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Is Religion Bad for Women's Development and the Pursuit of Gender Equality?
Religion and Theology
Pages 8 (2008 words)
Historically, religion was seen as counterproductive to development primarily because religious leaders tended to defend traditional moral standards, romanticize poverty and condemn materialism and wealth.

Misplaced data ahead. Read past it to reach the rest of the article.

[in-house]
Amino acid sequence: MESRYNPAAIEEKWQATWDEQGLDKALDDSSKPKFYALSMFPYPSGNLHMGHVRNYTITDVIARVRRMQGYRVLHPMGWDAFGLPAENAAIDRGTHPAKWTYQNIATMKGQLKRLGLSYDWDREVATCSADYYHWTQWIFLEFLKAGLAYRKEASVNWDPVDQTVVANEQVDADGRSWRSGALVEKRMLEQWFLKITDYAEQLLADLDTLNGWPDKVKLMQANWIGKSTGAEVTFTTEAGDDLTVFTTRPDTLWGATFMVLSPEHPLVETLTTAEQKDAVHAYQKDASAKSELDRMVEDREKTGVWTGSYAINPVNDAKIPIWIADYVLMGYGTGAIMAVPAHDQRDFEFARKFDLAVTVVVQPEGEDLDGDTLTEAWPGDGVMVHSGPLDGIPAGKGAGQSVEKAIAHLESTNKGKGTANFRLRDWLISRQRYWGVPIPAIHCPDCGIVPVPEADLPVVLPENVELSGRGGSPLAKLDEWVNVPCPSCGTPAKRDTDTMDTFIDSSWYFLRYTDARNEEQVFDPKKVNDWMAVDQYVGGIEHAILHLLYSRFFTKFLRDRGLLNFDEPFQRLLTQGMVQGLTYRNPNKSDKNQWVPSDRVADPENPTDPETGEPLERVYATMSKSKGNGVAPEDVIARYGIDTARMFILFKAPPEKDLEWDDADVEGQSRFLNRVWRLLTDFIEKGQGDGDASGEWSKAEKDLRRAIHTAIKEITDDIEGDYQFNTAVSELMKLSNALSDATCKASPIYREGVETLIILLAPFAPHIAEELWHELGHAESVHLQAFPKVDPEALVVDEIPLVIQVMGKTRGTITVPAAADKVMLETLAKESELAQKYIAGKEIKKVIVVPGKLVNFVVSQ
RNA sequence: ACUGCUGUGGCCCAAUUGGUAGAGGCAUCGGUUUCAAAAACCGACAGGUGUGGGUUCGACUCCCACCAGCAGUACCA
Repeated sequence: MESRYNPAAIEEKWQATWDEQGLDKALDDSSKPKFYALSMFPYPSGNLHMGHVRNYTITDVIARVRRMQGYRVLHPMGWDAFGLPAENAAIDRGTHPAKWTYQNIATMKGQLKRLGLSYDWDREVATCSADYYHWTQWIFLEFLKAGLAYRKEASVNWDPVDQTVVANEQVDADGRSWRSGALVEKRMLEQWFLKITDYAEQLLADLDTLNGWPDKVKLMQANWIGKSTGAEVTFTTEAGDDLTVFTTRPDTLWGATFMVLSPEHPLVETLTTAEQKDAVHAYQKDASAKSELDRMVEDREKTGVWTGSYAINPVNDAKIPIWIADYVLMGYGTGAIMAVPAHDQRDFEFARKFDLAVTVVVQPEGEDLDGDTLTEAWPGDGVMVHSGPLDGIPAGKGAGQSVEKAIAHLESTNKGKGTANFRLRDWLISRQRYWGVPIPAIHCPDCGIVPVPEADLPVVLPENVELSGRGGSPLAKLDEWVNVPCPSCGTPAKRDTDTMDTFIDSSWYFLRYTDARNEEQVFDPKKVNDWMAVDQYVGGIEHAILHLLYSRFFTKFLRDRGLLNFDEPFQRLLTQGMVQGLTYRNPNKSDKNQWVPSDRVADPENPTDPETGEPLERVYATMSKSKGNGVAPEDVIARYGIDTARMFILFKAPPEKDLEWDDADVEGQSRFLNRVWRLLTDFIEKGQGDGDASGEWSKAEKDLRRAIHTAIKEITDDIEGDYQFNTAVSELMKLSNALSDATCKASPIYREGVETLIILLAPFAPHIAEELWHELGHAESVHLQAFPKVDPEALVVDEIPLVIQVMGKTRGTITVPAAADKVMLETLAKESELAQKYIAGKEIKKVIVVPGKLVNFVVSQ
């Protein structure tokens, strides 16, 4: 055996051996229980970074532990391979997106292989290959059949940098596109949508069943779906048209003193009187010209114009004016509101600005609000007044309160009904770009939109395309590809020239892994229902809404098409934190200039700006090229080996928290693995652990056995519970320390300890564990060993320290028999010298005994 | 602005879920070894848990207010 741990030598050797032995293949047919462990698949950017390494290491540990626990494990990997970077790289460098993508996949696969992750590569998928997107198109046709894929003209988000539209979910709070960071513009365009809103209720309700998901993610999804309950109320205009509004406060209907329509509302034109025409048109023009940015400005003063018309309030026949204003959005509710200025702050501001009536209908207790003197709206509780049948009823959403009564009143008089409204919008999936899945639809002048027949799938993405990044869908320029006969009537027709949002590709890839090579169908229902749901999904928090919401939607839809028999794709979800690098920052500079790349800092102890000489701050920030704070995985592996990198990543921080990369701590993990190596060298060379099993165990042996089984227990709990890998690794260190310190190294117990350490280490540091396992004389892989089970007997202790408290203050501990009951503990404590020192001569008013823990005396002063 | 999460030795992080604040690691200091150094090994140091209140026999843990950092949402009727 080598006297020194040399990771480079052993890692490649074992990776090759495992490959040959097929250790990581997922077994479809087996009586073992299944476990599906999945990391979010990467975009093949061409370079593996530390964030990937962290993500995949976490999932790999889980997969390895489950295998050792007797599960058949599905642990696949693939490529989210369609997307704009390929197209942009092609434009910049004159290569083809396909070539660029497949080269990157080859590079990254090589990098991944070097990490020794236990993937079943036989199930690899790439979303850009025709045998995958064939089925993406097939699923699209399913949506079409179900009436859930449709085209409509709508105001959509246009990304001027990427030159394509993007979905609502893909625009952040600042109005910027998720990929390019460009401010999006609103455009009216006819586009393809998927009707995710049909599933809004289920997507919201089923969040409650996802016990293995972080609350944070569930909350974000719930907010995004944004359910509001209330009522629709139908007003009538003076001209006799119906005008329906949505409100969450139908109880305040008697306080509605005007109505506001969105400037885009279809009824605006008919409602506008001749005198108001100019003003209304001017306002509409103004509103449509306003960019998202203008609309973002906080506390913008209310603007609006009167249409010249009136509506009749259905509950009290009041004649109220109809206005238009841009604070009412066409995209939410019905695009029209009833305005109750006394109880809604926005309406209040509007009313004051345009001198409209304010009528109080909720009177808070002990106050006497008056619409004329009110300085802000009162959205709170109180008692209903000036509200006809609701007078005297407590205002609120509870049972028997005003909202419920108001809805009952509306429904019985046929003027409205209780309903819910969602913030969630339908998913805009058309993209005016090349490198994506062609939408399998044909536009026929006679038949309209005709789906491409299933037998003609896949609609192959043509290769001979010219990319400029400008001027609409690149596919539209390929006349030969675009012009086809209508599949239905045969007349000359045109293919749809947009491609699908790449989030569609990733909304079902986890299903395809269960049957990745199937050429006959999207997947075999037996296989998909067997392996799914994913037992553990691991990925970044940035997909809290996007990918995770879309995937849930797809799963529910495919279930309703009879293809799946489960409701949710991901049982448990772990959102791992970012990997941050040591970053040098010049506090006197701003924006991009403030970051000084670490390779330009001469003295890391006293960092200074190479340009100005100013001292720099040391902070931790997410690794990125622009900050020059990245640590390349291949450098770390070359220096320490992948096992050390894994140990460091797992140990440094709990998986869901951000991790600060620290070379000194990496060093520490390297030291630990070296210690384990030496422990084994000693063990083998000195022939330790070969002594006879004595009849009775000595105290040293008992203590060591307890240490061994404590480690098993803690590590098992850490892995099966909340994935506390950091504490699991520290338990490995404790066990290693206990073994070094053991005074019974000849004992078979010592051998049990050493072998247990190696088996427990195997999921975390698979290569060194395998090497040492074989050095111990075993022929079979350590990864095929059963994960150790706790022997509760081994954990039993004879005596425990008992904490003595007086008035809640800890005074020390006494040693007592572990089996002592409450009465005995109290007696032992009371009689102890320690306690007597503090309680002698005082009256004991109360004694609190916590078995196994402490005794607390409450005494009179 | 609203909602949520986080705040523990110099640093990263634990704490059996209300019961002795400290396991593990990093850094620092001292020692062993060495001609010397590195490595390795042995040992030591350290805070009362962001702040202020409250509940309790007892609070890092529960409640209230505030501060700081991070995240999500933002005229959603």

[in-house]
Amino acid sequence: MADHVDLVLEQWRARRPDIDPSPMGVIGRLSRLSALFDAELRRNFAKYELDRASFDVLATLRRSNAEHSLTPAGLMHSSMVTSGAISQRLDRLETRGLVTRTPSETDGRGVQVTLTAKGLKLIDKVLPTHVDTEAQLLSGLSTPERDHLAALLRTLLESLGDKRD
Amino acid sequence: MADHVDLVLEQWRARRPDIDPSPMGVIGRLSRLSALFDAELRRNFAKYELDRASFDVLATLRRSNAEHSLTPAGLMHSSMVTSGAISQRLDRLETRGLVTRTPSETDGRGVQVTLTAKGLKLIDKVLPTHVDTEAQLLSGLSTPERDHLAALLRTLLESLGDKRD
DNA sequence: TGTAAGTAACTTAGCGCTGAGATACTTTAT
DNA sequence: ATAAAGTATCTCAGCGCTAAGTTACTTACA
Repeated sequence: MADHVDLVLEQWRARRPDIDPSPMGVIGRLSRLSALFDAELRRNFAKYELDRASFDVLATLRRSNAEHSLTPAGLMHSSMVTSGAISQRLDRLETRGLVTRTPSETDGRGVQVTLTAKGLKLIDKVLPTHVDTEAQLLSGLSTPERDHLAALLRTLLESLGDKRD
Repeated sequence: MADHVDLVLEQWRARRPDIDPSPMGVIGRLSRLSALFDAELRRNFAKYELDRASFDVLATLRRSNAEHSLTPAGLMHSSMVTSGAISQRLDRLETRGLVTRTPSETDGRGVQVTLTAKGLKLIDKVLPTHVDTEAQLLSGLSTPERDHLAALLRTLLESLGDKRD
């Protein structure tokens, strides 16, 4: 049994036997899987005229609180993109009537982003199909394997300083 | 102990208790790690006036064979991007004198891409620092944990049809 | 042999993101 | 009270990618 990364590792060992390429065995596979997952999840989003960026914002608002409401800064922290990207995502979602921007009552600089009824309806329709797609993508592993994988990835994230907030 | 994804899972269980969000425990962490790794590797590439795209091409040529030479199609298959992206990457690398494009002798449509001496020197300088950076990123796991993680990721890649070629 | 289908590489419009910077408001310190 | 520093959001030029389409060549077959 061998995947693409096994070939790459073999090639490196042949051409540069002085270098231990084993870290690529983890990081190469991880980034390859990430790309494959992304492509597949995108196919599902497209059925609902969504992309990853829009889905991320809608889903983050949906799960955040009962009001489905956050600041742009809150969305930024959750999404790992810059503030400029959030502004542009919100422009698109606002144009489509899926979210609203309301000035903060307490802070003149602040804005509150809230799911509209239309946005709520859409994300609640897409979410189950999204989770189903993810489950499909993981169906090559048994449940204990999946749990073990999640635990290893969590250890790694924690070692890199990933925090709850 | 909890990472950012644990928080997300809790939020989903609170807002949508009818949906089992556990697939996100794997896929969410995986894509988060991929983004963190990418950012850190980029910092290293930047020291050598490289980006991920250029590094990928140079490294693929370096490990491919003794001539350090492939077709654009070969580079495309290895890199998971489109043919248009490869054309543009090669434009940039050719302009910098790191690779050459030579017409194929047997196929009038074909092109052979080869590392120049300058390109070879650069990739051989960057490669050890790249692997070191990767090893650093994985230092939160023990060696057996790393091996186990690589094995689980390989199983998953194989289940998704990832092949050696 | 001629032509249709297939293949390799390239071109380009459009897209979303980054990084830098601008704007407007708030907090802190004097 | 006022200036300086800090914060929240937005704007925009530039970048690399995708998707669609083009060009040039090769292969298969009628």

However, since the Second World War, religions have become increasingly involved in developmental projects and in particular have played a significant role in bringing relief to the poor. For example, in 2006, when the UK’s Minister of finance implemented an immunisation programme for raising 2.1 billion pounds for children under 5 globally, the first significant contributors were Pope Benedict XVI, the Archbishop of Canterbury, the Chief Rabbi, the Muslim Council of Britain, the Hindu Forum of Britain and the Network of Sikh Organizations (Clarke & Jennings, 2008). Thus in determining whether or not religion is bad for women’s development and the pursuit of gender equality, it is important to avoid focusing narrowly on extremism and radicalism and to look more closely at the contributions of moderates (Clarke & Jennings, 2008). It is also important to acknowledge that secular approaches to development and the reduction of poverty have proven to be ineffective (Haynes, 2007). For example, despite secular projects in which governments have partnered with non-governmental organizations (NGOs), millions of people around the world, particularly “women and the poor” do not have “adequate healthcare” and/or opportunities for education (Haynes, 2007, p. 9). As a result, there has been a growing belief that secularism and faith-based organizations (FBOs) are both needed to ensure development and poverty reduction. ...
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